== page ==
A number of factors could affect investigations of the role of genome-encoded TCR sequences in human T1D. One is the issue of paralogs, which we discuss using the NOD Vα5D-4 as an example. Like the NOD, humans could also have multiple paralogs that are capable of binding insulin, and thus, some linkage studies would not find a T1D gene in the Vα region if the parents each had one or more suitable Vα paralogs. However, GWAS evaluates many more individuals than a linkage study does, and would have more power to detect those individuals who do not possess a suitable allele of a Vα chain paralog that detects insulin autoantigen. Deep sequencing has not been performed on the Vα and Vβ regions in large numbers of people, so it is premature to suggest that such individuals do not exist. To date, however, the human TCRα locus does seem significantly less complex than in rodents due to rat- and mouse-specific gene duplication events and/or human specific gene convergence (IMGT), so that human paralogs might in fact not complicate the genetic identification of a T1D gene in the Vα region.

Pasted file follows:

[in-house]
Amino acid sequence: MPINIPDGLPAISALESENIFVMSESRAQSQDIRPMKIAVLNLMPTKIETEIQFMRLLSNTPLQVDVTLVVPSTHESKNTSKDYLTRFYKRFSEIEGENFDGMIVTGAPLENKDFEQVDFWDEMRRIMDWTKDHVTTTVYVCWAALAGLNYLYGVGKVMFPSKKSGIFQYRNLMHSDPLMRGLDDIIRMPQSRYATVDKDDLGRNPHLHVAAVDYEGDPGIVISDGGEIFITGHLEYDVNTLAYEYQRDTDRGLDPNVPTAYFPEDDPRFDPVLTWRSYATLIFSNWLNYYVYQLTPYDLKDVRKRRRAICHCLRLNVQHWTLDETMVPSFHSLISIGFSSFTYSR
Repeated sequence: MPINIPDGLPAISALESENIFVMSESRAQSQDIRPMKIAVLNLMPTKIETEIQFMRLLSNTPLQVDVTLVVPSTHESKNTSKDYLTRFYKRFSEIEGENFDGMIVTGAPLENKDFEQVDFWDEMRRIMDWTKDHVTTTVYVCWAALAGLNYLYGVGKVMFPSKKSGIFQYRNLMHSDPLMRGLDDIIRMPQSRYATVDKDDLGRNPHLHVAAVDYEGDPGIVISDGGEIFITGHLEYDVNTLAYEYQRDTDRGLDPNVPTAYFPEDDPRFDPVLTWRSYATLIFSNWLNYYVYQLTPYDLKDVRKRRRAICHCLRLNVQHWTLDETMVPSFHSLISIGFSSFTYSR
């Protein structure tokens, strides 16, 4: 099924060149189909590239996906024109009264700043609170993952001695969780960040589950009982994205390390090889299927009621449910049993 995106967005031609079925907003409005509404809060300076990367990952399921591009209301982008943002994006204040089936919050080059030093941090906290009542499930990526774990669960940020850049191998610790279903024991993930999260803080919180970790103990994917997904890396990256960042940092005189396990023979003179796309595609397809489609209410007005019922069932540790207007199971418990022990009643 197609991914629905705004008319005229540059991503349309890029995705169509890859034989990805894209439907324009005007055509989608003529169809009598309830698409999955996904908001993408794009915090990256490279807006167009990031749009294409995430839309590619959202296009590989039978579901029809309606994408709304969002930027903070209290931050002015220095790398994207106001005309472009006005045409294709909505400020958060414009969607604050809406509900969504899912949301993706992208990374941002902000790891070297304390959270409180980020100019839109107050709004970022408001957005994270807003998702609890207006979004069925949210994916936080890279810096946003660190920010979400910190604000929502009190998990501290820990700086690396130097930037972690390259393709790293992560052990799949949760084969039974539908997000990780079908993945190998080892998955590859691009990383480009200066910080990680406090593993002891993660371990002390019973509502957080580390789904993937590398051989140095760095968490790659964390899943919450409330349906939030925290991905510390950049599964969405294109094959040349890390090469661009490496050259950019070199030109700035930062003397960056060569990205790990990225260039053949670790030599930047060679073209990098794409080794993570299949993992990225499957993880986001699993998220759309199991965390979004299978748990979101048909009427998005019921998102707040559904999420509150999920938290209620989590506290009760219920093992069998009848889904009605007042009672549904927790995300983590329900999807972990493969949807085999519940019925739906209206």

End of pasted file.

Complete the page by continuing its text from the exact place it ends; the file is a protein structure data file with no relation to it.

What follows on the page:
Another factor that could affect investigations of the role of genome-encoded TCR sequences in human T1D is the possibility of extensive undocumented allelism. To investigate this possibility, we performed a preliminary study and analyzed one TCR isotype, TRBV11-2, in detail as proof of principle; it was selected because it is the human homolog of rat Tcrb-V13. From the 1000 Genomes database [57], we retrieved several TRBV11-2 sequences in which clear null alleles were present (some with open reading frames but no possibility of use in a TCR, as they did not have proper predicted cysteines or tryptophans at key residues ([57], ( Among the remaining 1000 Genomes Caucasian sequences were multiple examples bearing the most common SNP variants, which supports the expected average minor allele frequency (MAF) of several of the SNPs in this region (0.21–0.43 among Caucasians, 1000 Genomes database). We sequenced a small number of samples at Drexel, to determine the level of polymorphism in this TCR element. The predominant TRBV11-2 allele among our sequences is supported by numerous ESTs and cDNAs (Figure 3). Interestingly, the UCSC database (hg19) [58] has a reference sequence for TRBV11-2 with a stop codon in the leader sequence, but all four of these TRBV11-2 genes have an open reading frame throughout the entire gene. The low read depth of sequencing, and the likely heterozygosity in the 1000 Genomes database, can contribute to ambiguous calls, leading us to question all but the most substantiated alleles of 11-2. Therefore, we searched the NCBI EST/cDNA databases for known transcripts with homology to TRBV11-2 (using BLAST), and these confirm the major alleles we found by sequencing. Our results compare with only two amino acid substitution alleles recognized previously in IMGT.